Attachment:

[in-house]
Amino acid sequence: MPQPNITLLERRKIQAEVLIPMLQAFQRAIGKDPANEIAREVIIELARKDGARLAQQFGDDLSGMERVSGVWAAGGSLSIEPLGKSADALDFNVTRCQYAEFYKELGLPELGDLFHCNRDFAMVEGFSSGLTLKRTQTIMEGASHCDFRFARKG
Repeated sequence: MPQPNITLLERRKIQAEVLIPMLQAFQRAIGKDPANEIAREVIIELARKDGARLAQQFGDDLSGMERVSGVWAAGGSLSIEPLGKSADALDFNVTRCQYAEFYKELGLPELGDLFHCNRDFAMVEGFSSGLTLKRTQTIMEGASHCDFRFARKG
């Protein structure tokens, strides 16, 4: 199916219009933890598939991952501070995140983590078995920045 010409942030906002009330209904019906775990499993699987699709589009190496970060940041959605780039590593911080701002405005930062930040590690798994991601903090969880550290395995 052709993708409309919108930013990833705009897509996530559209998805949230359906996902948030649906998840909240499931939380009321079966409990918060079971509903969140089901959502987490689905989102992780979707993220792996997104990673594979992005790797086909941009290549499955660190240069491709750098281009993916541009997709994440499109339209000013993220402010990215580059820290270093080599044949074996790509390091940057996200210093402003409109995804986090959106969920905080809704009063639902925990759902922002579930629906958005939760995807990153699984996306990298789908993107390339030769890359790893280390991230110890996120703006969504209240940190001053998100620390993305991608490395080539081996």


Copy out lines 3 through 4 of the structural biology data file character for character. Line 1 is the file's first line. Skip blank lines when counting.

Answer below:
Repeated sequence: MPQPNITLLERRKIQAEVLIPMLQAFQRAIGKDPANEIAREVIIELARKDGARLAQQFGDDLSGMERVSGVWAAGGSLSIEPLGKSADALDFNVTRCQYAEFYKELGLPELGDLFHCNRDFAMVEGFSSGLTLKRTQTIMEGASHCDFRFARKG
């Protein structure tokens, strides 16, 4: 199916219009933890598939991952501070995140983590078995920045 010409942030906002009330209904019906775990499993699987699709589009190496970060940041959605780039590593911080701002405005930062930040590690798994991601903090969880550290395995 052709993708409309919108930013990833705009897509996530559209998805949230359906996902948030649906998840909240499931939380009321079966409990918060079971509903969140089901959502987490689905989102992780979707993220792996997104990673594979992005790797086909941009290549499955660190240069491709750098281009993916541009997709994440499109339209000013993220402010990215580059820290270093080599044949074996790509390091940057996200210093402003409109995804986090959106969920905080809704009063639902925990759902922002579930629906958005939760995807990153699984996306990298789908993107390339030769890359790893280390991230110890996120703006969504209240940190001053998100620390993305991608490395080539081996």